And can we already get rid of the Humvees in our manshoots? Haven’t the Oshkosh M-ATV replaced it for quite a while now?

  2. Nighthood says:

    Funny how a screenshot of a car hitting boxes can be so impressive.

    Great interview too, though I can’t see Take On Helicopters taking off much (for lack of a better term).

  3. Njordsk says:

    Any preorder DLC to boycott?

    Oh wait…

  4. kuran says:

    Take on Helicopters should have herding missions, where you have to fly low and fast and herd as much cattle as possible in the ranch.

  5. MiniMatt says:

    Oh *THAT* Carrier Command – I was wondering what folks were wittering on about – I had that on a Speccy – I vaguely recall it being ace. Though Rentaghost was also considered “ace” so I hope my rose-tinted cataracts aren’t playing up.

  6. DainIronfoot says:

    I’m just a small tank, nobody loves me

  7. Joseph-Sulphur says:

    “We are trying to address various technology limitations that our userbase was not happy with in Arma 2, and that means we are heavily pushing engine development as well. We are addressing things like physics simulation and animations – two things we feel our userbase is not happy with in the last game.”
    =’D

  8. Dinger says:

    Marek and Ondrej were raised on the 520ST, and it shows in their work. So close to the glory of the Amiga, just falling short of perfection due to hardware limitations.
    They have an Austrian doing the Carrier Command campaign story? And the backstory is based on the book by the Australian who did the heavy metal songs for OFP? This could get confusing fast.
    Anyway, here’s wishing BI continued success.

  9. Corrupt_Tiki says:

    I don’t know how I feel about ArmA 3 being in the future, good I guess, I love ArmA 2, but yeah, I don’t know.

    I do know I love BIS and everything they do, I hope not too much changes, they are one of a dwindling number of (bigish)devs that I really like. <3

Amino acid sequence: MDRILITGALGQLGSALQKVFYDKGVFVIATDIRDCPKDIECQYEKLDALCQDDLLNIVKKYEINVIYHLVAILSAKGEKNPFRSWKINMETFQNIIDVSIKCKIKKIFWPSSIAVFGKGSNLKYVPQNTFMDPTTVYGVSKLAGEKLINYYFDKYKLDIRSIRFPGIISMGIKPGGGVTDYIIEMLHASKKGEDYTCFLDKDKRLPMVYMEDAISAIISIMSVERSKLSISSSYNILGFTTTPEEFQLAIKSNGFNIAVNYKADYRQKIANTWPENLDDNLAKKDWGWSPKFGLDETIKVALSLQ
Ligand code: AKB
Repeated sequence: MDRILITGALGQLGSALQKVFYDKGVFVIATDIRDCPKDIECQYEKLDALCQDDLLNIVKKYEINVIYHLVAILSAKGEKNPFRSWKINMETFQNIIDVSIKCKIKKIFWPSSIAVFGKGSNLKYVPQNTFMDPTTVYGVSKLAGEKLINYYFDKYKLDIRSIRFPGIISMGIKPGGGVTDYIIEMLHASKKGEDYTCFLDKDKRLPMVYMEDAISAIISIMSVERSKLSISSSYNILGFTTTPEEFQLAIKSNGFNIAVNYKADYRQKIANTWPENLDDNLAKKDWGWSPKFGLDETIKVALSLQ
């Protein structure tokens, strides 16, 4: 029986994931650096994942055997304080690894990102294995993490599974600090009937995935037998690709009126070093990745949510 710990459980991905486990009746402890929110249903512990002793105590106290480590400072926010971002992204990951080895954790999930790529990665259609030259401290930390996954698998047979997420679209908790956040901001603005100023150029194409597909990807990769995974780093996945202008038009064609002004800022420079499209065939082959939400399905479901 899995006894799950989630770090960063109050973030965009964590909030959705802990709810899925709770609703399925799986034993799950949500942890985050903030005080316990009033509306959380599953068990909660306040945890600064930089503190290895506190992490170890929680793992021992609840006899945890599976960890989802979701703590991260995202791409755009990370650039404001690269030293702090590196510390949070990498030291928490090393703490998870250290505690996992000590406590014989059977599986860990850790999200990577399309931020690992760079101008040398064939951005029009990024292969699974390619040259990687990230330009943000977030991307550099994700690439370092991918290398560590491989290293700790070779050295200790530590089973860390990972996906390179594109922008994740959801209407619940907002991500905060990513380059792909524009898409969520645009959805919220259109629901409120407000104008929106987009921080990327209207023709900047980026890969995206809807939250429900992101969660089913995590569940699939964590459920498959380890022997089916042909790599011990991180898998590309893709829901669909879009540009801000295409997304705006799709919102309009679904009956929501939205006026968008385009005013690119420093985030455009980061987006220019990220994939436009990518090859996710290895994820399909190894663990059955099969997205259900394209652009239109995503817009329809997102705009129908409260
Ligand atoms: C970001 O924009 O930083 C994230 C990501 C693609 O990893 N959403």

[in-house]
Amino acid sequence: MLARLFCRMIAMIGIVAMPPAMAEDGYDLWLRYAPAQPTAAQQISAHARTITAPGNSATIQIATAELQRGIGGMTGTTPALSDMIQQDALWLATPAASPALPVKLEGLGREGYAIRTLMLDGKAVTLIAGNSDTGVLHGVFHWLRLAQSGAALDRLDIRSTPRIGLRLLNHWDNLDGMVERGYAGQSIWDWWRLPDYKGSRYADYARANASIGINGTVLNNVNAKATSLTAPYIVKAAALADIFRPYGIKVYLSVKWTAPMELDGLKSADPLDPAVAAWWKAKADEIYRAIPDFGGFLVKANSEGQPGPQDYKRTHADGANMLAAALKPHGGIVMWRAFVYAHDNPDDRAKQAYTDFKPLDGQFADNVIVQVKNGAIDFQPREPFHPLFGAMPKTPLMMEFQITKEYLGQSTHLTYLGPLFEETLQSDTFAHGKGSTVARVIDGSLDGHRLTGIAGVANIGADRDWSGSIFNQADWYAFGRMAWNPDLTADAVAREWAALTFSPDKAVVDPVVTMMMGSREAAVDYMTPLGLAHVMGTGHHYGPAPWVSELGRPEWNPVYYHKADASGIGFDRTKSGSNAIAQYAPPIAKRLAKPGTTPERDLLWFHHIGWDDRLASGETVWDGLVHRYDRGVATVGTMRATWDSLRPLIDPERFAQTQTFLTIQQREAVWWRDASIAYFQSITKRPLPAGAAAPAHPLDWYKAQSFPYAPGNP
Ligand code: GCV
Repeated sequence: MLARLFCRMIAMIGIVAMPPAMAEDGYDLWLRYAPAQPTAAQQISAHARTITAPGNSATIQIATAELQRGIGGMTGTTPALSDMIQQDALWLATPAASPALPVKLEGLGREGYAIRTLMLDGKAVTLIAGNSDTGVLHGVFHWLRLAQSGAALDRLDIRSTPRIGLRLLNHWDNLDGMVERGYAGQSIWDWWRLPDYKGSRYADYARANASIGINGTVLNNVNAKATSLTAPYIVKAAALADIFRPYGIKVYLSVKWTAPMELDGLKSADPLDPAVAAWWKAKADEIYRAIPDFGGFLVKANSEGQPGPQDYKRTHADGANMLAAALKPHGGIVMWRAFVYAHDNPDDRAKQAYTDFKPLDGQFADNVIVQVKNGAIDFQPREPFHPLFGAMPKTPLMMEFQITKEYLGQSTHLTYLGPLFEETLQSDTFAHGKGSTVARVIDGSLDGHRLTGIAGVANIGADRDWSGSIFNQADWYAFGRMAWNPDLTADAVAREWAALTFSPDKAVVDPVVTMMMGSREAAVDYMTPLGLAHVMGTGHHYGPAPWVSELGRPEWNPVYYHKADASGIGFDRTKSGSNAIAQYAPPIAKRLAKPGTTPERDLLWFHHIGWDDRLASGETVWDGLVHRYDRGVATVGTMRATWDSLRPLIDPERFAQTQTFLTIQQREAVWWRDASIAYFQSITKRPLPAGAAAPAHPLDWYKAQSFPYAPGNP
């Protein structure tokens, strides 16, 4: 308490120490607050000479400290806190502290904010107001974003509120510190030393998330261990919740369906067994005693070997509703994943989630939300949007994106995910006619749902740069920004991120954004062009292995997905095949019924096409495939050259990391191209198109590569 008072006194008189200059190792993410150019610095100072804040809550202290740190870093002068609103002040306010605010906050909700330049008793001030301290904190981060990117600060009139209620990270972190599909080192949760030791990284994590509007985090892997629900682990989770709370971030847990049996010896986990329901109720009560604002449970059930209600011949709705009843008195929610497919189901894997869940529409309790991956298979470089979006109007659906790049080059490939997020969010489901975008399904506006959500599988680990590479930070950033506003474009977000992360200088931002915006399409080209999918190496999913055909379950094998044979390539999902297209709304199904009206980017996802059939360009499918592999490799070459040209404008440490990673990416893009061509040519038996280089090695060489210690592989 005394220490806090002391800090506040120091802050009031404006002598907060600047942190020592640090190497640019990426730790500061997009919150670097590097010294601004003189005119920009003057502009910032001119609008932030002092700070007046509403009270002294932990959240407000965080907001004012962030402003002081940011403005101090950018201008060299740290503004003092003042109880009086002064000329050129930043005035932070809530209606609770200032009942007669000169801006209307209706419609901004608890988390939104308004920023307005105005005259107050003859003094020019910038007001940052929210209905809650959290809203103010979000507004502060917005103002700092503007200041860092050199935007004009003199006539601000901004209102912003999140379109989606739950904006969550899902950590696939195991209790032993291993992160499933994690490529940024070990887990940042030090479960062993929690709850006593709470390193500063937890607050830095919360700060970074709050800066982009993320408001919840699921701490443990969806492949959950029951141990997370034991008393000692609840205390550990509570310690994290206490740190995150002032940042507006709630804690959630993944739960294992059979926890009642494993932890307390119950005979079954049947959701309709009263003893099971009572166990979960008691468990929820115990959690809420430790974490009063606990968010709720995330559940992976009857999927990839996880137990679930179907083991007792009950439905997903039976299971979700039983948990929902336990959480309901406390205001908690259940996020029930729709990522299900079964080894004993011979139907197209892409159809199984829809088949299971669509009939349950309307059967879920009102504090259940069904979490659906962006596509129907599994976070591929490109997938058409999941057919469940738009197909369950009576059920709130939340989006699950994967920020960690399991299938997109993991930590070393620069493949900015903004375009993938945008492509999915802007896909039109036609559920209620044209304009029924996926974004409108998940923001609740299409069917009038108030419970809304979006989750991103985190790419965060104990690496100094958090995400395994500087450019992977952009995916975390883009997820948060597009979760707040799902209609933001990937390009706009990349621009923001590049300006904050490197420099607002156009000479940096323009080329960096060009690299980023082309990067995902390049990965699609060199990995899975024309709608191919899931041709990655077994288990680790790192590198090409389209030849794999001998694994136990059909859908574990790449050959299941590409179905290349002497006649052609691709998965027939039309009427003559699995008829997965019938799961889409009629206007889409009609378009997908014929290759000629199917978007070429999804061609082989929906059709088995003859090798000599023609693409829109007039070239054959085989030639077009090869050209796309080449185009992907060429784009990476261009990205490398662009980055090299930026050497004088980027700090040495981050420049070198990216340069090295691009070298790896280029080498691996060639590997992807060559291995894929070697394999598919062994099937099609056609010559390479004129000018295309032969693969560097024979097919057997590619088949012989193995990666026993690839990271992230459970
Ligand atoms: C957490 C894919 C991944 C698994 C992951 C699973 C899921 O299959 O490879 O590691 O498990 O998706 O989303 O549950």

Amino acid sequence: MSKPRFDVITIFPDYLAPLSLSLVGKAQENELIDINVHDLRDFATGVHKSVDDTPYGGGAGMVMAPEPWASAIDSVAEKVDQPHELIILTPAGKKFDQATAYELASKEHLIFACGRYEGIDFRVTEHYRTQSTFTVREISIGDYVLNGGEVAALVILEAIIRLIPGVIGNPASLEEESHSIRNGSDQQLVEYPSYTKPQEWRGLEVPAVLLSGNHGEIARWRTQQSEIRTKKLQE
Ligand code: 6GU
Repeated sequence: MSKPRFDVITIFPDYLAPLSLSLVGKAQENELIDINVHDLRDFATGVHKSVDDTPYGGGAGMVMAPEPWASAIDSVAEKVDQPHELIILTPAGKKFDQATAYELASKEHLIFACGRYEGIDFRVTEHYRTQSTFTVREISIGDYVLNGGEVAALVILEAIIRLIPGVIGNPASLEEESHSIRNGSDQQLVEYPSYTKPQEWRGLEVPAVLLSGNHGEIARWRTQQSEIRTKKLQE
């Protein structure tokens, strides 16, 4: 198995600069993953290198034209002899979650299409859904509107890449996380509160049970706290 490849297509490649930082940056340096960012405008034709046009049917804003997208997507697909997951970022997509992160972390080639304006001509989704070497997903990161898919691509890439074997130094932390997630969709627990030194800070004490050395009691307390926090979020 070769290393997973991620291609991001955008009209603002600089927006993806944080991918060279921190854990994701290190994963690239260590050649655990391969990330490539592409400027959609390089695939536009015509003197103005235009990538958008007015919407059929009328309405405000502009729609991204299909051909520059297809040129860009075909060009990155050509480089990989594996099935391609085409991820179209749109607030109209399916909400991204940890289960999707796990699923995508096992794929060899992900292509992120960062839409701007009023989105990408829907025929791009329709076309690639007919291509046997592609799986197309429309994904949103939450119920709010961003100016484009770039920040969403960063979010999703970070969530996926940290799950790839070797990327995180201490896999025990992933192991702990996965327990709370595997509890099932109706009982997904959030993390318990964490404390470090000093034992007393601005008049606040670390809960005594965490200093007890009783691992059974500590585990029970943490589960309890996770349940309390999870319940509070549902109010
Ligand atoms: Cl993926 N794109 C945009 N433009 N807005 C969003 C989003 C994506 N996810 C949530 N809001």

10. Chris D says:

    I had Carrier Command on the ST when I was 12. Never really got much beyond the first few islands because it would take twenty minutes or so to sail between each of them. Looking back now it seems like there had to be an accelerate time mode or something, but I’m sure I looked for it at the time and never found one.

    Does anyone else remember this? Did I go through all that pain for nothing, or were we really making games where nothing happens for twenty minutes back then. ( I say we… Not me, obviosuly, I was too busy sailing between islands in real time.)

    • Trukkle says:

      @chrisd I loved the ST version, but I think it was lacking time-controls and you just had to lean on the ship’s accelerator and remember to pull your decoys in otherwise they’d reduce your max-speed.
      As far as I’m aware, only the DOS version had time-control (and a nicer grey interface, compared to the ST’s eye-burning golden/orange).

    • GameOverMan says:

      Apparently the Amiga and Atari ST versions didn’t have a speed up function, it was implemented in other ports, though. The PC and Spectrum ones had it, the option was called Time Lapse, I think.

    • Werthead says:

      The Amiga version had a time-lapse, but oddly only as a cheat-code. But it was pretty much essential if you wanted to play the game in less time than it took the universe to expire from heat death. I think I poured several dozen hours into the game and saw the enemy carrier once before it zoomed off over the horizon whilst I tried in vain to ram my Mantas into it.

      Completely off-topic, but I think a modern version of DAMOCLES could be interesting. Anyone else remember that? You could fly anywhere in a whole star system across dozens of moons and planets and had to stop a comet crashing into one of the planets with a massive fusion bomb. Though if you wanted you could stick the fusion bomb on the surface of the planet and just blow it up yourself, and then get points for letting the comet – a huge tourist attraction – survive. Mental.

    • Trukkle says:

      @Werthead
      You must be me, as those two were my favorite games of the ST too. There’s a 1:1 faithful PC remake of Damocles, and it makes me weep a little that I’m terrible at it now. I used to fly planes through windmills on moons covered in pyramids while holding a red-herring and a teleporter, dammit!

    • GameOverMan says: